By Wendy Beswick – February 4, 2019
This blog is part of a series on retirement and savings tips for different stages of your life.
You typically have a lot of big life decisions to make in your 20s. First job. First apartment. First time managing your own finances. Many people also make decisions about attending graduate school, getting married, and even starting a family.
As you’re trying to make some of these decisions, it’s a good idea to start with the basics:
- Create a budget
- Control spending
- Create a plan for managing debt, such as student loans
- Develop good savings habits
- Determine how much is realistic to save
- Think about retirement
Create a Budget
The best way to start saving is to document what you spend and create a budget. It sounds like a huge exercise, but it’s the only way to visualize what you have and what you can potentially do about saving. Think about how you stay fit, or go on a plan to lose weight – regular exercise, diet and recording what you’re doing are the ways most people reach their fitness goals. It’s the same when you determine your budget; this is your click here to create a financial fitness plan.
Look at Your Expenses
Controlling spending is tough, especially when you’re starting out and have fixed expenses. For me, having cash set aside for small purchases such as coffee, lunch or one item I really “need” helps me see what I have spent vs. purchasing those items on a credit or debit card. Also look at your living expenses. Are there areas where you can cut back or spend less? Any reduction in your fixed expenses will give you more breathing room to have money to set aside for savings.
Think About Your Savings
Always think about what you can save, instead of what you can spend. The sooner you start saving, the more you will have set aside for your future. Even if what you set aside is a small amount to begin with, you’re still developing a lifetime habit. How much should you save? Click here to read This article reaches high and gives you a sense of how much to save based on your age.
Always allow yourself spending money. If you don’t do that, you’ll never save. Everyone has to have a spending budget – we all have unexpected expenses that come up. If I have a big expenditure, I make up for it by cutting my spending for the following month. By doing that, I feel better knowing I have allowed my budget some breathing room in the near future.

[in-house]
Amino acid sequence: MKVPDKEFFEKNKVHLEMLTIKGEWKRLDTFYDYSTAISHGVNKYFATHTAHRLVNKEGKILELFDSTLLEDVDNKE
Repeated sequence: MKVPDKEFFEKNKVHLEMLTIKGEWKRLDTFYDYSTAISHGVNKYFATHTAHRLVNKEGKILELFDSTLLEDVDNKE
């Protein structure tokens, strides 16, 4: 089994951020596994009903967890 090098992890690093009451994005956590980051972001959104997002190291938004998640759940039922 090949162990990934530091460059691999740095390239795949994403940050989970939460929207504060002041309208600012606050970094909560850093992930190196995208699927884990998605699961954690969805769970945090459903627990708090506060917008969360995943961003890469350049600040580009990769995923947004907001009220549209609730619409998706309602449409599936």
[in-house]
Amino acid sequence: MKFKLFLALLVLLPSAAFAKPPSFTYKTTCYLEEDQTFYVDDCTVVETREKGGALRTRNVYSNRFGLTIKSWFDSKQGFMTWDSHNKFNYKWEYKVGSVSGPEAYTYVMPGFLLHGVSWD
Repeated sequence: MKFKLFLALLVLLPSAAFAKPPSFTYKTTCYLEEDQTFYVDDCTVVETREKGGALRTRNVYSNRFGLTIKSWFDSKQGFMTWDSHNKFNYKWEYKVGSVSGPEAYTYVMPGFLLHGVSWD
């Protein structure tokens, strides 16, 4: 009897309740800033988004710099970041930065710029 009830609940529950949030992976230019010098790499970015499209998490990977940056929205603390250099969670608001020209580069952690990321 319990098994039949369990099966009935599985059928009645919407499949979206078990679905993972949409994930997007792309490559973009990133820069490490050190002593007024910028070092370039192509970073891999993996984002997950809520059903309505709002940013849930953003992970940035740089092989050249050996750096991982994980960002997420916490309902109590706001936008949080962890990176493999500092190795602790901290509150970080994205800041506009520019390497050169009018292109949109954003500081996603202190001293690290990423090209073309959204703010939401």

Address Your Student Debt
To fund my college expense, I had a combination of student grants, one scholarship and a few student loans. It felt like a huge burden after graduating to be paying off a student loan – a hidden expense I did not have when attending school. Establish a realistic payment schedule for yourself given your salary and fixed expenses. The best way to think about this payment is as a fixed expense you will pay off in the future. After three years of payments, I was able to make a lump sum payment and pay off my student loan debt by regularly setting aside extra money.
Start Saving for Retirement
If your company offers a 401K plan, you should participate. Most employers will match your contribution and encourage participation. When you sign up for a 401K plan, your contribution is automatically deducted from your payroll and deposited into the plan before it’s taxed. You may not be able to max out, but any level of participation will aid you in establishing a fund for retirement. If your company does not offer a 401K plan, explore other types of Click here to see a listing of options for IRAs. Consider having your contribution amount automatically deducted from your paycheck to the plan. This tablefrom the IRS provides an overview of contribution limits based on your salary. from the IRS provides an overview of contribution limits based on your salary.
It might not be easy to think about savings when you’re first starting out, but by creating a plan and having a savings roadmap, you’ll be in a position to have what you need, instead of having to react when the time comes to make big financial decisions.
This post is meant to be informational in nature and is not intended to be investment advice.